Sunday, July 19, 2015

Singleness Thought of the Week: Marriage Dreams vs. Realities

“Life would be so much better if only I could get married!”

That thought has crossed my mind many times during this extended season of singleness.  When I’m feeling lonely, I blame it on my single status because if I were married, I’d have a husband to talk to and spend time with.   No more loneliness.  Problem solved.  My feelings of insignificance and lack of direction?  All would be eradicated by marriage and motherhood, of course.  And frustrations over the lack of sexual fulfillment?  Well, that’s a no-brainer, isn’t it?  Marriage would eliminate that difficulty completely.


Awwwww!  Don't they look happy?!


As I continue along this train of thought, before long, I begin to imagine an ideal existence, full of long, absorbing conversations over candlelight dinners, fun-filled trips to Disney World with rosy-cheeked children in tow, and torrid sexual encounters under the marital bed sheets that seem eons more satisfying then this dry, lonely, boring singleness I’m trapped in.

I'm sure you recognize how ridiculous that description of marriage is, but don’t you do the same thing sometimes?  Don’t we singles tend to believe that our lives would be happier in every category if only God would provide a spouse?  But although marriage was designed by God to meet sexual needs, provide companionship, and give us purpose and meaning, what we imagine marriage will be like and what it actually turns out to be are two completely different things.  That’s because marriage doesn’t always turn out the way God designed it to in this sinful world.  The sins of our spouse, our own sins, and difficult situations like financial troubles all affect our marriage.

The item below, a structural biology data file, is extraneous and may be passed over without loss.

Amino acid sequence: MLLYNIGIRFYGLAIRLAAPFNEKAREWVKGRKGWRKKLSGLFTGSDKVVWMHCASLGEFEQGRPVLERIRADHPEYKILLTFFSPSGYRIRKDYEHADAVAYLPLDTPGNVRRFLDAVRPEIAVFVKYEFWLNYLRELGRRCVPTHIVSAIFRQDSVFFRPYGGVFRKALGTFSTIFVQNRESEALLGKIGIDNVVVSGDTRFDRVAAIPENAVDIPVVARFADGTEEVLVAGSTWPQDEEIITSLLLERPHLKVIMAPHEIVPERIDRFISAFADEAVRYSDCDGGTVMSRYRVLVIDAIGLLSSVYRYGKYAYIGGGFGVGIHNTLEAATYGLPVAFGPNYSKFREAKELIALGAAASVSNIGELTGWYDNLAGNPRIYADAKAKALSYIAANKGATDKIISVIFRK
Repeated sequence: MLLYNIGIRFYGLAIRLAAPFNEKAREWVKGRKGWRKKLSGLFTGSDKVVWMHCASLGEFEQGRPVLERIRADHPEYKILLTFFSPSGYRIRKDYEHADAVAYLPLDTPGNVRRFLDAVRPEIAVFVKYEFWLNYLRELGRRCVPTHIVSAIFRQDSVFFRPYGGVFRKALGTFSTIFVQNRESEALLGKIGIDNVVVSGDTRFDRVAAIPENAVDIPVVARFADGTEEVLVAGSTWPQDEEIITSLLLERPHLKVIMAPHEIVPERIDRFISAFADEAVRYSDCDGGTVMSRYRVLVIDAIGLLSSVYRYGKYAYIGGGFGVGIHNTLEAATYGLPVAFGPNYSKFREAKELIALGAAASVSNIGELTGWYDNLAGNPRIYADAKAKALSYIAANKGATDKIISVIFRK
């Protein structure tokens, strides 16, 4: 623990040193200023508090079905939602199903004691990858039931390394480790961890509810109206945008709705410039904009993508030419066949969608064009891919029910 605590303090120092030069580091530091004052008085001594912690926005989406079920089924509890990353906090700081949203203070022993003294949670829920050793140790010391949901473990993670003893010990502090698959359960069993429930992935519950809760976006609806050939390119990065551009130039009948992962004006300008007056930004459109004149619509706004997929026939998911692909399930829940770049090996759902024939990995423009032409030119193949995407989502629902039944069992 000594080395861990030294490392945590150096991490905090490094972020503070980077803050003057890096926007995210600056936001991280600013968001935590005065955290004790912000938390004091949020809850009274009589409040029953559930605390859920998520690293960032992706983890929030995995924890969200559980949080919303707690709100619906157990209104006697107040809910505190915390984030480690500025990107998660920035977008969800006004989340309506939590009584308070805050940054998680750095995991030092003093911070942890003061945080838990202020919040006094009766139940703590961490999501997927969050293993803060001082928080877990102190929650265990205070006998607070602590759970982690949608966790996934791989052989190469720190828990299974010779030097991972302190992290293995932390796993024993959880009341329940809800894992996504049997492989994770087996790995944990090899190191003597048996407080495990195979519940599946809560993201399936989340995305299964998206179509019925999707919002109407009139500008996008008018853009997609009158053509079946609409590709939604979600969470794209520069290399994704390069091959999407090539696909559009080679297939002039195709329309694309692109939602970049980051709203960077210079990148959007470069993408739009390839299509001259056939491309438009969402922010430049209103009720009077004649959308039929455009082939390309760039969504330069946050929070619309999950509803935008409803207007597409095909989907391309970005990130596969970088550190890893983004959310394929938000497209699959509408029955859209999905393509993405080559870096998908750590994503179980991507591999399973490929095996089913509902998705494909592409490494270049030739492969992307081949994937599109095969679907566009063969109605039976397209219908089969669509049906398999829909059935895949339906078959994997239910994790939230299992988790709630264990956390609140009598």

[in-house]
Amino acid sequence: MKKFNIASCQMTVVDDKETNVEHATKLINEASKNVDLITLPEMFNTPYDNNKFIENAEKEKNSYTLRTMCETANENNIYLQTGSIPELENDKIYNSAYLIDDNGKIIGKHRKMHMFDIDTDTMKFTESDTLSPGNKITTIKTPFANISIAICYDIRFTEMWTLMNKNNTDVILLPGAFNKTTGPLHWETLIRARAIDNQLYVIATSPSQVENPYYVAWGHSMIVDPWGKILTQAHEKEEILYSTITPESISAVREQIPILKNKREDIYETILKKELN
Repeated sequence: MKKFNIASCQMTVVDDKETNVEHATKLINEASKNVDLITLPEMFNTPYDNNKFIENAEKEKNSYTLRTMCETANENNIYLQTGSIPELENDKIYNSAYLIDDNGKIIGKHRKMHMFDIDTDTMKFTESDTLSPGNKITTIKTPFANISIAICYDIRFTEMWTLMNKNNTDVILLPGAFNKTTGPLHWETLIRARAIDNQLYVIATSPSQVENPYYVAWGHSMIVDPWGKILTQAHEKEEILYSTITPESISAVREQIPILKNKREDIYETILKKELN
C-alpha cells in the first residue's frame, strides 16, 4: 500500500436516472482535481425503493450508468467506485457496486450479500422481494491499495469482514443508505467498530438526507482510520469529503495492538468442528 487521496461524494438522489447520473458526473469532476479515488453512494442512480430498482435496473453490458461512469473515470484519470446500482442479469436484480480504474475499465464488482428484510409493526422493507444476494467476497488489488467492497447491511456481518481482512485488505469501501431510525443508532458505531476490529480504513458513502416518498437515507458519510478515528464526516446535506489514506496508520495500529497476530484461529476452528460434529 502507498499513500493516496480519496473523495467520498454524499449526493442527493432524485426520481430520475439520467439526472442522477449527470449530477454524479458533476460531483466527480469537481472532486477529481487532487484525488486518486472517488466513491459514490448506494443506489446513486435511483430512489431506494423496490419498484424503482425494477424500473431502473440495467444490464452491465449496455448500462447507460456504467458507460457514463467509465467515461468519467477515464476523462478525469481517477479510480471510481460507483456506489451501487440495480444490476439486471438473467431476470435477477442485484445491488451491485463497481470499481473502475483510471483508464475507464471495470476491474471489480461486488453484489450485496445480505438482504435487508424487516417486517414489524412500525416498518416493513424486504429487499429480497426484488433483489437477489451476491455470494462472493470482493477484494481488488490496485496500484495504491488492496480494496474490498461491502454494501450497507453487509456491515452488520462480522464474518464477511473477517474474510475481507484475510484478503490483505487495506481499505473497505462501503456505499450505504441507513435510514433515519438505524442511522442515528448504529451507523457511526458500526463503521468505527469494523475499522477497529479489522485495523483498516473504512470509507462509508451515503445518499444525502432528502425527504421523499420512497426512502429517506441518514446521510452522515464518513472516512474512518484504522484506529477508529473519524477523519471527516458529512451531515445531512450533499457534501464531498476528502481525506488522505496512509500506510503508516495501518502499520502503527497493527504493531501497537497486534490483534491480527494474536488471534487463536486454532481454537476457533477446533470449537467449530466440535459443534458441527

When married friends have tried to share these truths with me, I have often become incensed.  “They’re just trying to talk me out of wanting to get married”, I often muse.  “Well, it won’t work!”  But no one can talk anyone out of wanting to be married.  God implanted that desire in us.  And marriage is a good, godly desire.  It isn’t good, however, for the reasons we think it will be good.  It isn’t good because it will perfectly meet all our needs, desires, and expectations.  Marriage is good because it is an opportunity to love sacrificially, displaying the relationship of Christ and the church.  It is good because it is an effective means of sanctification God uses to mold us into the image of His Son.  In short, marriage is good because of what we give to it, not what we take out of it. 

In his book Our Unmet Needs, Southern Baptist pastor Charles Stanley describes the sometimes selfish expectations we singles have regarding marriage,

"Who wants to get married for the sole purpose of being used by the other person to get all of his or her needs met? Who on this earth could remotely feel that it is either possible or equitable to spend one's life solely for the purpose of meeting another person's needs? And yet many people who say with a tone of desperation in their voices, 'I need to get married,' are looking for precisely that - somebody to meet all of their needs for them. The need to be married is a me-centered need in most cases."